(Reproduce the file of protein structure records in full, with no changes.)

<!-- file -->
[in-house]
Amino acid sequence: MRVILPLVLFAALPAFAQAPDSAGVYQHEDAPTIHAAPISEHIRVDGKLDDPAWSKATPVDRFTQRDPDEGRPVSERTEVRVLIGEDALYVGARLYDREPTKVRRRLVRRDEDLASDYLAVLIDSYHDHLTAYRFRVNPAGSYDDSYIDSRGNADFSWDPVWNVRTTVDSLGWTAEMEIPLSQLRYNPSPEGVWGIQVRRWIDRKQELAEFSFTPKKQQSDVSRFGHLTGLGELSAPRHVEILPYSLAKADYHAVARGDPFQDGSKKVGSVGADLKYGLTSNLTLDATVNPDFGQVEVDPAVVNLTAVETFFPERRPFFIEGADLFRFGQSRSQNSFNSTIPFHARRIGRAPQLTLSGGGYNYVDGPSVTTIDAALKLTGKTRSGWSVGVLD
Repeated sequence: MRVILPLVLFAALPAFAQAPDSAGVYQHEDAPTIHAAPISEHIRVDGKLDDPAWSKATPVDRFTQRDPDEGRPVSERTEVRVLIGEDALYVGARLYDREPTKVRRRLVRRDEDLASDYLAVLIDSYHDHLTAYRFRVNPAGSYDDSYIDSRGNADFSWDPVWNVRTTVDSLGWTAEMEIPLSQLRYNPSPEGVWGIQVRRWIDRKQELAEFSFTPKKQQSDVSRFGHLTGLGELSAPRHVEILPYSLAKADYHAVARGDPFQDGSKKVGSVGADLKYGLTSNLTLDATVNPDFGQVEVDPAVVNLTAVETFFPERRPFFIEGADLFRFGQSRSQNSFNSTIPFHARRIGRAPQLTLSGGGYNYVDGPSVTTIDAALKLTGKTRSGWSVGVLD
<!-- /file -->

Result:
[in-house]
Amino acid sequence: MRVILPLVLFAALPAFAQAPDSAGVYQHEDAPTIHAAPISEHIRVDGKLDDPAWSKATPVDRFTQRDPDEGRPVSERTEVRVLIGEDALYVGARLYDREPTKVRRRLVRRDEDLASDYLAVLIDSYHDHLTAYRFRVNPAGSYDDSYIDSRGNADFSWDPVWNVRTTVDSLGWTAEMEIPLSQLRYNPSPEGVWGIQVRRWIDRKQELAEFSFTPKKQQSDVSRFGHLTGLGELSAPRHVEILPYSLAKADYHAVARGDPFQDGSKKVGSVGADLKYGLTSNLTLDATVNPDFGQVEVDPAVVNLTAVETFFPERRPFFIEGADLFRFGQSRSQNSFNSTIPFHARRIGRAPQLTLSGGGYNYVDGPSVTTIDAALKLTGKTRSGWSVGVLD
Repeated sequence: MRVILPLVLFAALPAFAQAPDSAGVYQHEDAPTIHAAPISEHIRVDGKLDDPAWSKATPVDRFTQRDPDEGRPVSERTEVRVLIGEDALYVGARLYDREPTKVRRRLVRRDEDLASDYLAVLIDSYHDHLTAYRFRVNPAGSYDDSYIDSRGNADFSWDPVWNVRTTVDSLGWTAEMEIPLSQLRYNPSPEGVWGIQVRRWIDRKQELAEFSFTPKKQQSDVSRFGHLTGLGELSAPRHVEILPYSLAKADYHAVARGDPFQDGSKKVGSVGADLKYGLTSNLTLDATVNPDFGQVEVDPAVVNLTAVETFFPERRPFFIEGADLFRFGQSRSQNSFNSTIPFHARRIGRAPQLTLSGGGYNYVDGPSVTTIDAALKLTGKTRSGWSVGVLD